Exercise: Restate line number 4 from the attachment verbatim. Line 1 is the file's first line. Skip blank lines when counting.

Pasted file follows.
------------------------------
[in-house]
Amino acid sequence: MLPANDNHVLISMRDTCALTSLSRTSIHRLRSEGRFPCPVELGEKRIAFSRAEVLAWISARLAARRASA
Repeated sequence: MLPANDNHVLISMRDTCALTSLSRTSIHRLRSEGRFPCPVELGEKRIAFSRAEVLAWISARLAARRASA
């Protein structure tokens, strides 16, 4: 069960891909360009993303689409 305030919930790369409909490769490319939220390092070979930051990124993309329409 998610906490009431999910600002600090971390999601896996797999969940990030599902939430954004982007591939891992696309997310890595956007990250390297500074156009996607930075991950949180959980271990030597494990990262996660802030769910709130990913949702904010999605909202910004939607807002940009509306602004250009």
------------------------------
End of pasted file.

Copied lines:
């Protein structure tokens, strides 16, 4: 069960891909360009993303689409 305030919930790369409909490769490319939220390092070979930051990124993309329409 998610906490009431999910600002600090971390999601896996797999969940990030599902939430954004982007591939891992696309997310890595956007990250390297500074156009996607930075991950949180959980271990030597494990990262996660802030769910709130990913949702904010999605909202910004939607807002940009509306602004250009």